It’s always good to learn new things and keep an eye on the future of market research, but let’s not forget about taking the best steps to conduct research correctly today. That includes talking to the right groups of consumers, using the right technology, and knowing how to reach respondents wherever they are. In all, there are seven steps to follow.
This article discusses the seven steps to conduct research that every project should include. The seven steps are based on an episode of “Reel Talk: The Customer Insights Show” with Carol Haney, head of research and data scientist at Qualtrics, a Voxpopme partner.
1. Understand the scope of the research
The first of the seven steps to conducting research is to be clear about what we plan on doing.
“Make sure the shoe fits. Don’t make the shoe too big or too little,” said Carol. “Make sure you ask the questions you need to be answered, but don’t throw the kitchen sink at the respondents.”
To achieve that, Carol said, she writes the report she wants to see ahead of time, a concept explained in the article “Stop Writing Surveys and Start Designing a Fake Report.” It helps her set the scope.
That doesn’t mean everything is set in stone. Carol said to define the scope:
- Come up with that hypothesis
- Run it by others
- Move forward
“I say ‘poke holes in it,’ and I’ll take it back and revise it,” Carol said. “Once you have that, you can reverse engineer it into your entire survey design. That way, you know you are not asking too much or too little.”
The key components for writing concepts
“There are different thoughts on writing concepts, and I’m talking through a framework that I’ve used in my past, and that has proven successful for getting good results,” Brian said on “BRIght Ideas.” “Keep in mind that a good concept will bring the product and the experience to life, and it allows the consumer to connect with the product in a meaningful way.”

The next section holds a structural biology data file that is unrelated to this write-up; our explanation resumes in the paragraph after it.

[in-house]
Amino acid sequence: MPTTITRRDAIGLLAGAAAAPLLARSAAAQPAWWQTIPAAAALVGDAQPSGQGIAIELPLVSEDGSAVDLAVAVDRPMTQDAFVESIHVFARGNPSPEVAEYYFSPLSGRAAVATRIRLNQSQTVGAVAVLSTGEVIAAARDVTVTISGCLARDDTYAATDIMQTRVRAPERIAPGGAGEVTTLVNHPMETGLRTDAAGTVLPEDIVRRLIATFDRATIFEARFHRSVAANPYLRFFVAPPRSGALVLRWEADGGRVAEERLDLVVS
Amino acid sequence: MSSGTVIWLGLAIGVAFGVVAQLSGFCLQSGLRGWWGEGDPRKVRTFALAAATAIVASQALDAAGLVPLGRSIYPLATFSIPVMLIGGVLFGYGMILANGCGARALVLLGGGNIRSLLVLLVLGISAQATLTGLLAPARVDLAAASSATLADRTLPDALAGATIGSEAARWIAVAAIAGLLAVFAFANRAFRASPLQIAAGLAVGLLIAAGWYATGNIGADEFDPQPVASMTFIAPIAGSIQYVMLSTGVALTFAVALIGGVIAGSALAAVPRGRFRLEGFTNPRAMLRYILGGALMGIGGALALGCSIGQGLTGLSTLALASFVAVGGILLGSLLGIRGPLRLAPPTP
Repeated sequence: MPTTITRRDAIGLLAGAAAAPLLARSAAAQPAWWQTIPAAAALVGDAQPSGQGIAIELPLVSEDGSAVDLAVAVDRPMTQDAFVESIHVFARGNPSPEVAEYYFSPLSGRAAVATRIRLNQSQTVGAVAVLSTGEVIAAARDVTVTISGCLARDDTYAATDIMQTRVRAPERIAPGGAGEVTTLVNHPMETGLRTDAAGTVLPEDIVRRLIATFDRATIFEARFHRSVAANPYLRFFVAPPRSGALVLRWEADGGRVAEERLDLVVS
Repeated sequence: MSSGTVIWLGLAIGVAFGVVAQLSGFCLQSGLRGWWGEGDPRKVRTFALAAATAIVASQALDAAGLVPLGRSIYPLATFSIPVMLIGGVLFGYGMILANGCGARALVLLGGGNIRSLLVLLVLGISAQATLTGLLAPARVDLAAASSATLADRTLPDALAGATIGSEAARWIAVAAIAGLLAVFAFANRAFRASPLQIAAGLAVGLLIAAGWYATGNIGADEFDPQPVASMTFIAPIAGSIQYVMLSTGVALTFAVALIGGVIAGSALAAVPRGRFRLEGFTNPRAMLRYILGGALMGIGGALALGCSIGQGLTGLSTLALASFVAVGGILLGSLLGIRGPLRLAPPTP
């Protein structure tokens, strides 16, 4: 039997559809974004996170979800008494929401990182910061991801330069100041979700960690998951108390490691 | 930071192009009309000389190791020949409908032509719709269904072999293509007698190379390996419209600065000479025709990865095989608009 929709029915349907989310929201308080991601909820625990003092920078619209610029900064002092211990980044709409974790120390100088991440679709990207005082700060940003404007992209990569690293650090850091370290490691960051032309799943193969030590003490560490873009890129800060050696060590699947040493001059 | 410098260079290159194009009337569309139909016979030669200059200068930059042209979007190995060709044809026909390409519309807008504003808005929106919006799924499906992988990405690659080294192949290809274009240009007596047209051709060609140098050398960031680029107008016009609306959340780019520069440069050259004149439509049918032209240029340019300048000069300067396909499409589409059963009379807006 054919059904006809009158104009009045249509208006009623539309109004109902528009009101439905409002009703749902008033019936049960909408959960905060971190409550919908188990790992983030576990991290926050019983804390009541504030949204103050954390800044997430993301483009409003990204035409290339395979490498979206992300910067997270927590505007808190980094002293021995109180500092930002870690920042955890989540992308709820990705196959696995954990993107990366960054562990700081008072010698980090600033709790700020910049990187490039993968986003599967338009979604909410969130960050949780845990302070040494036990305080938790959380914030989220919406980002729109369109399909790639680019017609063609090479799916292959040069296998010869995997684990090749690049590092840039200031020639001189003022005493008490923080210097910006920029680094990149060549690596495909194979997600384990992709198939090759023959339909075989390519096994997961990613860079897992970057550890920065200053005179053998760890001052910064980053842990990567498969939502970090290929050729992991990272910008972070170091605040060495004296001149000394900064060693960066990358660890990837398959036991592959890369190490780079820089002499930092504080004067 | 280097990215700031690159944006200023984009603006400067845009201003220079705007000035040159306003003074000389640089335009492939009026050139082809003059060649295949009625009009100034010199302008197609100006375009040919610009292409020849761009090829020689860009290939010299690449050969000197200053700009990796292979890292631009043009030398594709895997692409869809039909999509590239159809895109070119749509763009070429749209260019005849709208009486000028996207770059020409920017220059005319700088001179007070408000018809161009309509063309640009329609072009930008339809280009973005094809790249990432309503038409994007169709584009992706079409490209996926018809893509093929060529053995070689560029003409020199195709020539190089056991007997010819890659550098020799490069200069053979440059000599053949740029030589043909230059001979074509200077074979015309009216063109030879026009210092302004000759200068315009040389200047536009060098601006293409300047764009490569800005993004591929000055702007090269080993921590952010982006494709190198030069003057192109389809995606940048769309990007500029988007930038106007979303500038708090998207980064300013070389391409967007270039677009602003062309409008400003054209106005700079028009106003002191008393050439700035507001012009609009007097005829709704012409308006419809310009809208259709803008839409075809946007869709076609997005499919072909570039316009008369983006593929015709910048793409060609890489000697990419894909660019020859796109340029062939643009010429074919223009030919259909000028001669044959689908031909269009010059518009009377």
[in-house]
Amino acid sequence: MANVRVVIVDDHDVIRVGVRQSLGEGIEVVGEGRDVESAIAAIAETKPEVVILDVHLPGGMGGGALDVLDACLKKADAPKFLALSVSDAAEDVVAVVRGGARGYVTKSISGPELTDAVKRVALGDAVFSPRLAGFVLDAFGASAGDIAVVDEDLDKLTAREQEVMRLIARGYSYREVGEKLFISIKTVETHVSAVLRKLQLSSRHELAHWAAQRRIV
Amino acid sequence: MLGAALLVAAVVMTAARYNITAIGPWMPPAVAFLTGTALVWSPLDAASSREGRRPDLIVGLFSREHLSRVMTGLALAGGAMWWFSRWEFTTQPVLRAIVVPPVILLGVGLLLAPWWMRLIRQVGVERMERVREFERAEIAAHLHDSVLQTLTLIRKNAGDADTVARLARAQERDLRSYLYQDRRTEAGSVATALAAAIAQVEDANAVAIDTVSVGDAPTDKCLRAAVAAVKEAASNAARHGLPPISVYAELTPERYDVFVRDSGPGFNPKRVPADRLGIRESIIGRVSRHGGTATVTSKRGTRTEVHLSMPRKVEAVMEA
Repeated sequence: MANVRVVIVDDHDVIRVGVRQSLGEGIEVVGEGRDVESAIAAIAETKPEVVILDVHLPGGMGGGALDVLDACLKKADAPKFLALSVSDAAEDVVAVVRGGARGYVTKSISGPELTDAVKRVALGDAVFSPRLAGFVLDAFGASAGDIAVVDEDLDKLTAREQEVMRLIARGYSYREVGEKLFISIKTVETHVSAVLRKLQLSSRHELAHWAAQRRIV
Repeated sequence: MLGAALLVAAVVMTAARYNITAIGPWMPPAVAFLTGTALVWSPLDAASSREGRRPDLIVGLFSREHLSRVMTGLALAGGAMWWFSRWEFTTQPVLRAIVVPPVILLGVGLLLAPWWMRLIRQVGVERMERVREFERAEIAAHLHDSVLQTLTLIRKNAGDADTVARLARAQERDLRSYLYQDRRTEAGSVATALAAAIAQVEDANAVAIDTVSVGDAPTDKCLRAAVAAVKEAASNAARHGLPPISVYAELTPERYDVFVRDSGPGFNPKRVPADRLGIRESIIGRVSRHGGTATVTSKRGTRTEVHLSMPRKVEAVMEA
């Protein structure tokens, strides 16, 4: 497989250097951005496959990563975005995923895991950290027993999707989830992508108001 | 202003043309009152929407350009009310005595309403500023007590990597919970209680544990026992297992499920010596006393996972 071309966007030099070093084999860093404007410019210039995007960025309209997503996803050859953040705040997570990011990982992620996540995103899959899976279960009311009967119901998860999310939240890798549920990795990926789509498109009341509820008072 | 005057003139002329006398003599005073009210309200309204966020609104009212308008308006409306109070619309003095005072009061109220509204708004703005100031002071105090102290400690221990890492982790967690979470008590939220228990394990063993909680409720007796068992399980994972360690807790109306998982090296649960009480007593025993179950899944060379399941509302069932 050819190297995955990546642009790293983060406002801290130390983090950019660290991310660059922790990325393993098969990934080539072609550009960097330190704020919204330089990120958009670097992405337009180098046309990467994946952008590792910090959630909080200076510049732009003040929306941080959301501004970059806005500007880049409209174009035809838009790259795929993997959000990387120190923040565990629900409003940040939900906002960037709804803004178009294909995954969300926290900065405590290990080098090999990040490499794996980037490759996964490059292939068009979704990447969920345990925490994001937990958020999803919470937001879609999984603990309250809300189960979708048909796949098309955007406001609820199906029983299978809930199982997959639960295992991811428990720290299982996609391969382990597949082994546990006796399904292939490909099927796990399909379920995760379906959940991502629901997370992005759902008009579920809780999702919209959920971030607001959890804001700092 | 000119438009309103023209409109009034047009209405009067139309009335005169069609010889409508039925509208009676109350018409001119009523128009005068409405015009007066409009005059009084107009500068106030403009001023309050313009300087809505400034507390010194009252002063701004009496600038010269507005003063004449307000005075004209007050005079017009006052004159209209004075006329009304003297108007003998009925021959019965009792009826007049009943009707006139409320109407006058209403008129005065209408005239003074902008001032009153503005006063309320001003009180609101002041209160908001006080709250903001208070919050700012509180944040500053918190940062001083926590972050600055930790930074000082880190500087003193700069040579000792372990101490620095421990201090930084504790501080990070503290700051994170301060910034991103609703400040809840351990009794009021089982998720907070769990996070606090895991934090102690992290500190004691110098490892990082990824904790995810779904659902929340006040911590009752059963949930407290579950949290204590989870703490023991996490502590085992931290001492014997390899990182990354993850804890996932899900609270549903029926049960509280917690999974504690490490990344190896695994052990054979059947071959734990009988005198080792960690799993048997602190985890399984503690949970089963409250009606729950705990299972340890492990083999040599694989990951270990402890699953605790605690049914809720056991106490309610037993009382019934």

Guidelines to follow for concepts:
- Keep it consistent – that makes comparison easier
- Make sure the concept is clear and easy to understand
- Include visuals if they connect to the issue
“Typically, a concept is one-page, a picture maybe, some pricing and sizing information, and that’s it,” Brian said.
Use a clear and unique name for your concept
Put the name at the top and decide whether it should be branded or not. There are advantages to being branded or not being branded. Brian said that adding the brand name can identify it clearly to the consumer, but it could also bias the consumer.
Have a good headline
“This should be your hook,” Brian said.
First, you’ll want to highlight a problem that this product will solve for you.
Then, get into the product’s benefits to the consumer and why a consumer would buy the product.
“I think of this in the emotional and rational sense,” Brian said. “So you are trying to connect with the heart and the mind.”
Rational benefits are what the consumer gets from a product. Emotional benefits are what they feel.
“Try to layer in the emotional benefits as that creates empathy and draws them in more,” he said.
Reason To Believe (RTB)
Brian said that without being too technical, describe how this product can deliver on its promise.
“Examples of RTBs could be compelling product features, endorsements, or even product claims,” he said. “And then you can finish with price information, sizing, if you have a catchy tag line – add that in.”
2. Understand the target audience precisely
This is who you are trying to hear from. So, for example, if you want to find out if people who work out prefer to exercise at home or the gym, it makes only sense to talk to people who work out.
Given that the report and results will be shared with other stakeholders, ensure everyone agrees on the target audience.
“Go and interview those stakeholders and find out who they want to hear from,” said Carol.
Then write your screening questions so they can’t be gamed, Carol said.
“You are getting at the person you want to talk to, but you are not leading them down the path that they know who that is,” she said. “Don’t allow your respondents to do what we call ‘satisfyzing.’ Allow them to thoroughly and authentically give good answers.”